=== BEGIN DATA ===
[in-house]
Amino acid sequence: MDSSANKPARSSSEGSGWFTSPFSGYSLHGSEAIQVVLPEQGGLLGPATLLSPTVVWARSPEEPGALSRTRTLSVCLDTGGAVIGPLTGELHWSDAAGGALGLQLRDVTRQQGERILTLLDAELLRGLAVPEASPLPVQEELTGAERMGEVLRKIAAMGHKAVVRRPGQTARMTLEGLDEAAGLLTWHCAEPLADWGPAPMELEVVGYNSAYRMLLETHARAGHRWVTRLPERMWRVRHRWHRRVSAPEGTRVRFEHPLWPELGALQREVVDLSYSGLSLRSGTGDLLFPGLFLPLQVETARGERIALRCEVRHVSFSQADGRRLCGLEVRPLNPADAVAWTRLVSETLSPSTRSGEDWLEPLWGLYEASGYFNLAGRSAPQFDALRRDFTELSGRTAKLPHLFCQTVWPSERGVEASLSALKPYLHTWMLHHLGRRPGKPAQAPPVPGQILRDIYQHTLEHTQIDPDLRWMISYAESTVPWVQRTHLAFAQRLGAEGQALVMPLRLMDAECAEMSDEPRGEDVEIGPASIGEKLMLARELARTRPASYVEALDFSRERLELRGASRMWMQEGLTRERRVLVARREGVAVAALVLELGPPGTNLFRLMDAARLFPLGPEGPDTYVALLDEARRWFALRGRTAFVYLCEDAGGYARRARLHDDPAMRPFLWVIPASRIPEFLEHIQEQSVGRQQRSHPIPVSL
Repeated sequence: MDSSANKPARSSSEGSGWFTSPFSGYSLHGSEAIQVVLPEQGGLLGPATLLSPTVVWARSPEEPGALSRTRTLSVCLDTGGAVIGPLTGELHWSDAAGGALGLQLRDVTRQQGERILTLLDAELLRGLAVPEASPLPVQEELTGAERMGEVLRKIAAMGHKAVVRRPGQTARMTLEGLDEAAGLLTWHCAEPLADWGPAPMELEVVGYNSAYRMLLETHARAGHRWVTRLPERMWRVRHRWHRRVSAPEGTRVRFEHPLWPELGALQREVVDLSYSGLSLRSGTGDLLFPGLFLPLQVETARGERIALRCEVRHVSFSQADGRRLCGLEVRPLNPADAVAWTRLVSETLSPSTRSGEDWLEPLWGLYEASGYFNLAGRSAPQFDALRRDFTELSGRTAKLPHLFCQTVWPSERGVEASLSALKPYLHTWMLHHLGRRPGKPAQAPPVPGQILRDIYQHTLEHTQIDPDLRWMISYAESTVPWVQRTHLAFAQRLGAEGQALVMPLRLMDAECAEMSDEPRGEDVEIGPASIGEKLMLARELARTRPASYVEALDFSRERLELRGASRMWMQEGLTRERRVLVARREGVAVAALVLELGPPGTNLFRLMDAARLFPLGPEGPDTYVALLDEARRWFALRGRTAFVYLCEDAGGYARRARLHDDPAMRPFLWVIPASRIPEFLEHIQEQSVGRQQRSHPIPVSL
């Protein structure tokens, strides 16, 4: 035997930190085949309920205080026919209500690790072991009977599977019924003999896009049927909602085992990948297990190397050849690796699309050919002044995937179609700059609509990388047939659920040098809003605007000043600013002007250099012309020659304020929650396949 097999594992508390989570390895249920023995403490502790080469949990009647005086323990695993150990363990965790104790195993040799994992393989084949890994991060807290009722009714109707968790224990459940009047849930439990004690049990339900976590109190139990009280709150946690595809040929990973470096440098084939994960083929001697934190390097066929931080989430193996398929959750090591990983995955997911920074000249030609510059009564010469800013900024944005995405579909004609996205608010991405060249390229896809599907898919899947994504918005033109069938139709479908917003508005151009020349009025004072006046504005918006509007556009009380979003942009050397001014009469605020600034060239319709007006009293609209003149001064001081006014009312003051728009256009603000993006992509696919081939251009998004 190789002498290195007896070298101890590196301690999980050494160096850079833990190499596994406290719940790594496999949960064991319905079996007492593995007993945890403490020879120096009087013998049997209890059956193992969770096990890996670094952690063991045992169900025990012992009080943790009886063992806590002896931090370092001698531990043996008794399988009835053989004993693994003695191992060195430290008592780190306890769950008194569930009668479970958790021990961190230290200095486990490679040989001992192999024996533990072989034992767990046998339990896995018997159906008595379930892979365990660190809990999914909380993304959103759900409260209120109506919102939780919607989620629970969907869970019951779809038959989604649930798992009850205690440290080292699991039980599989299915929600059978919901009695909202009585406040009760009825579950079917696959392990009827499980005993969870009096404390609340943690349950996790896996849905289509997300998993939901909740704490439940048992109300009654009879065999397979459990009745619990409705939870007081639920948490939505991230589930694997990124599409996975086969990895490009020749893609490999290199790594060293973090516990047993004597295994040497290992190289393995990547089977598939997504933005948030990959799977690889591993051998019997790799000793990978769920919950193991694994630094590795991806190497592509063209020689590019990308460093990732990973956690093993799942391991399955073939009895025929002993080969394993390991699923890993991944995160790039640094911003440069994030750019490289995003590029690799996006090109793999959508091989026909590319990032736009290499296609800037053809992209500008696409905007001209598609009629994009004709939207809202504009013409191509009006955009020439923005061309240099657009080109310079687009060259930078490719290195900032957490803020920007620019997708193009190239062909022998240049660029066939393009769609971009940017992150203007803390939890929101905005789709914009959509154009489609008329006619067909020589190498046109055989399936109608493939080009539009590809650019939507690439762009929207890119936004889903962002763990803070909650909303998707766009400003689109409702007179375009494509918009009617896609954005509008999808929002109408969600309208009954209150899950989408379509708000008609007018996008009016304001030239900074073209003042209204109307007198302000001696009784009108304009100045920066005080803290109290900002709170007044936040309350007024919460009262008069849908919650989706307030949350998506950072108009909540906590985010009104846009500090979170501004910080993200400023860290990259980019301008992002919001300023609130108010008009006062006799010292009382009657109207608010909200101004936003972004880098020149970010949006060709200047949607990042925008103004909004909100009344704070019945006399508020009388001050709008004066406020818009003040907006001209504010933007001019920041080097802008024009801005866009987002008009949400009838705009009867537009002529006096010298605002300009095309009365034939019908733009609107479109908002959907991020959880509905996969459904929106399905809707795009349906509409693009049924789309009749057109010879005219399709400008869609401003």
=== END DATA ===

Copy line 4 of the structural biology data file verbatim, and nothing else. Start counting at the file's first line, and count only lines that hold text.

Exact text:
């Protein structure tokens, strides 16, 4: 035997930190085949309920205080026919209500690790072991009977599977019924003999896009049927909602085992990948297990190397050849690796699309050919002044995937179609700059609509990388047939659920040098809003605007000043600013002007250099012309020659304020929650396949 097999594992508390989570390895249920023995403490502790080469949990009647005086323990695993150990363990965790104790195993040799994992393989084949890994991060807290009722009714109707968790224990459940009047849930439990004690049990339900976590109190139990009280709150946690595809040929990973470096440098084939994960083929001697934190390097066929931080989430193996398929959750090591990983995955997911920074000249030609510059009564010469800013900024944005995405579909004609996205608010991405060249390229896809599907898919899947994504918005033109069938139709479908917003508005151009020349009025004072006046504005918006509007556009009380979003942009050397001014009469605020600034060239319709007006009293609209003149001064001081006014009312003051728009256009603000993006992509696919081939251009998004 190789002498290195007896070298101890590196301690999980050494160096850079833990190499596994406290719940790594496999949960064991319905079996007492593995007993945890403490020879120096009087013998049997209890059956193992969770096990890996670094952690063991045992169900025990012992009080943790009886063992806590002896931090370092001698531990043996008794399988009835053989004993693994003695191992060195430290008592780190306890769950008194569930009668479970958790021990961190230290200095486990490679040989001992192999024996533990072989034992767990046998339990896995018997159906008595379930892979365990660190809990999914909380993304959103759900409260209120109506919102939780919607989620629970969907869970019951779809038959989604649930798992009850205690440290080292699991039980599989299915929600059978919901009695909202009585406040009760009825579950079917696959392990009827499980005993969870009096404390609340943690349950996790896996849905289509997300998993939901909740704490439940048992109300009654009879065999397979459990009745619990409705939870007081639920948490939505991230589930694997990124599409996975086969990895490009020749893609490999290199790594060293973090516990047993004597295994040497290992190289393995990547089977598939997504933005948030990959799977690889591993051998019997790799000793990978769920919950193991694994630094590795991806190497592509063209020689590019990308460093990732990973956690093993799942391991399955073939009895025929002993080969394993390991699923890993991944995160790039640094911003440069994030750019490289995003590029690799996006090109793999959508091989026909590319990032736009290499296609800037053809992209500008696409905007001209598609009629994009004709939207809202504009013409191509009006955009020439923005061309240099657009080109310079687009060259930078490719290195900032957490803020920007620019997708193009190239062909022998240049660029066939393009769609971009940017992150203007803390939890929101905005789709914009959509154009489609008329006619067909020589190498046109055989399936109608493939080009539009590809650019939507690439762009929207890119936004889903962002763990803070909650909303998707766009400003689109409702007179375009494509918009009617896609954005509008999808929002109408969600309208009954209150899950989408379509708000008609007018996008009016304001030239900074073209003042209204109307007198302000001696009784009108304009100045920066005080803290109290900002709170007044936040309350007024919460009262008069849908919650989706307030949350998506950072108009909540906590985010009104846009500090979170501004910080993200400023860290990259980019301008992002919001300023609130108010008009006062006799010292009382009657109207608010909200101004936003972004880098020149970010949006060709200047949607990042925008103004909004909100009344704070019945006399508020009388001050709008004066406020818009003040907006001209504010933007001019920041080097802008024009801005866009987002008009949400009838705009009867537009002529006096010298605002300009095309009365034939019908733009609107479109908002959907991020959880509905996969459904929106399905809707795009349906509409693009049924789309009749057109010879005219399709400008869609401003």